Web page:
My friends have asked that I write something more real, honest, and from the heart.
Thinking about the towers.
Modernist assumption: “You get at the Universal through the personal”
I went up in the towers once – it must have been July of 1999. I was in New York for three days as part of a month long academic summer program through Wake Forest University in Winston Salem NC, sponsored by and held at the Reynolda Museum of American Art. http://www.reynoldahouse.org/
On our three-day tour we walked across the Brooklyn Bridge. The director of the program, Nick Bragg, put his hand on the cables of the bridge and encouraged us to do so too, to feel the vibration of the city, the pulse of life. During our visit we hit all the major museums, caught Brian Dennehy in Death of a Salesman, did a walking tour of cathedrals, trump tower, and of course we went up in the twin towers.
This was after the first bombing, so security was very tight. I expected the view from the top to be like that of the Sears Tower in Chicago, which sways slightly and has forced me from the top with nausea. Not so the tower we had ascended. It was also open to the air.
I wish my memories were clearer. I remember a slightly balding security guard checking our bags in the lobby. He was especially concerned about Errol Claus’ (the historian) 35 mm camera. I remember walking past Windows On The World, the restaurant that we heard so much about in ongoing NPR coverage. I rode down last with Nick and Errol after everyone else had left the top; places with gravity tend to hold me and I felt something there, seeing the potent symbols of the Statue of Liberty and Ellis Island, so small beneath us. I know what I was thinking about then, I was thinking about my brother Kris.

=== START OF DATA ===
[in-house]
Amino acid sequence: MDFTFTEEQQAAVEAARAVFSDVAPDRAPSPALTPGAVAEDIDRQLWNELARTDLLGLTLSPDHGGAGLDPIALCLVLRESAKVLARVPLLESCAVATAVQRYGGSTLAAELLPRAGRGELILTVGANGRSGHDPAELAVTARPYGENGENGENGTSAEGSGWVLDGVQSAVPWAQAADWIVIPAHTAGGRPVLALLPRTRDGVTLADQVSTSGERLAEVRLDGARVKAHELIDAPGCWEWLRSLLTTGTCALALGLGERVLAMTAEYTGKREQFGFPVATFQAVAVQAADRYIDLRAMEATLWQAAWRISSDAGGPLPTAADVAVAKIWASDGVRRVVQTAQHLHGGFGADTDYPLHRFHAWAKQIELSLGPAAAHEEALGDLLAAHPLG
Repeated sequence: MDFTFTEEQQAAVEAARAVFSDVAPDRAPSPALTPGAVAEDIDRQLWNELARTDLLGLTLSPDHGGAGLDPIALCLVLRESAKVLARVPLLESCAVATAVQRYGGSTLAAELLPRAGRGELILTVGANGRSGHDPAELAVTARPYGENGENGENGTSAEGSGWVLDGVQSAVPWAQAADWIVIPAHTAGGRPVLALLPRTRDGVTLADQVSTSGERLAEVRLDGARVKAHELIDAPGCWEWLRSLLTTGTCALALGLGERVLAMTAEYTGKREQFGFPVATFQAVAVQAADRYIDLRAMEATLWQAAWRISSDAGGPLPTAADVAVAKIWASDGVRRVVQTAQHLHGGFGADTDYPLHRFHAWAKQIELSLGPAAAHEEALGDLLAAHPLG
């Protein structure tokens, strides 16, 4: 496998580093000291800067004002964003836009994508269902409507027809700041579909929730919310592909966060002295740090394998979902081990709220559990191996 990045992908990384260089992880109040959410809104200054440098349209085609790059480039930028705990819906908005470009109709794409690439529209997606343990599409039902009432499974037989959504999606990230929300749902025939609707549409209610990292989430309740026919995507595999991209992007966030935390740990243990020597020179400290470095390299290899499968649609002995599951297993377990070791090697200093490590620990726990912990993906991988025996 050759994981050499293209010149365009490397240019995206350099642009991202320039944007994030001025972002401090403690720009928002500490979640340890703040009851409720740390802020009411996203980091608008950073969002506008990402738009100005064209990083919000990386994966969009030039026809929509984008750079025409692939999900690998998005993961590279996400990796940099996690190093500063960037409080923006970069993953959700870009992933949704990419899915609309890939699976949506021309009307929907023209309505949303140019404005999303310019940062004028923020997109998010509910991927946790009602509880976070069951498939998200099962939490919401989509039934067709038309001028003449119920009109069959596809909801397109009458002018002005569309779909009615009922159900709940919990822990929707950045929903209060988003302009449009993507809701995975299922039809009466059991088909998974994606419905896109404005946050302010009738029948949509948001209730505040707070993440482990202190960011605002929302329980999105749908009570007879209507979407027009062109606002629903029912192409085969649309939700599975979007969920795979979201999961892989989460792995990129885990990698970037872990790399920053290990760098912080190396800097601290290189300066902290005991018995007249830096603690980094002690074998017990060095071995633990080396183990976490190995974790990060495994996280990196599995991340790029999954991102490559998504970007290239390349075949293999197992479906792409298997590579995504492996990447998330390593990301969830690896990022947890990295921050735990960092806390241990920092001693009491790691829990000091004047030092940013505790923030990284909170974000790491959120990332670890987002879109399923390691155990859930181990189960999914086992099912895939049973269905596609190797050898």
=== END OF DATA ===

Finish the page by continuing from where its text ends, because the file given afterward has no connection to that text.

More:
My brother Kris is a pilot for Midwest Express and he is often in NY flying his routes or doing training. One day in the nineteen nineties he woke up before dawn in a New York hotel and made his way down to the Statue of Liberty. He touched the statue and he put his toe in the water there. He then raced to the airport and flew his route back to Milwaukee, where he sped back to his house for a shower and a fresh travel bag. Back in the pilot’s seat, he flew a different route across the West and landed in Santa Barbara, where my brother Andy was living at the time. He got there with enough time to make it down to the beach and stick his toe in the Pacific Ocean before the sunset of that single day.
Kris’ America is a vast place seen daily from a vantage not unlike that of the towers, but small enough to bookend with his big toe and a little salt water. I know he went often to watch the towers be removed, as often as he was in NY. As a pilot, grounded that day, his link to this tragedy is deep. For my brother Andy, his twin boys Nick and Jake, were born on September 12th 2001. So as is often the way: out of tragedy, Joy.
I was driving Ruthann to work when we first heard a cut in on NPR that a plane had struck one of the towers. We had one car between us and had to do quite a lot of driving that first summer in St. Louis, trying to make the transition to the cost and pace of city life. I can’t help thinking that all those hours in the car together kept us together and healthy. When we got the second car we lost that time and lost sight of each other.
I remember imagining as NPR told us what was known, that the impact must have been from a small single prop plane like the one that had hit the Empire State Building. It wasn’t until much later, while in the waiting room of the Jiffy Lube having my oil changed, that I began to understand what was happening. There was a small television with the ongoing coverage and the guys in the garage kept coming in asking for updates.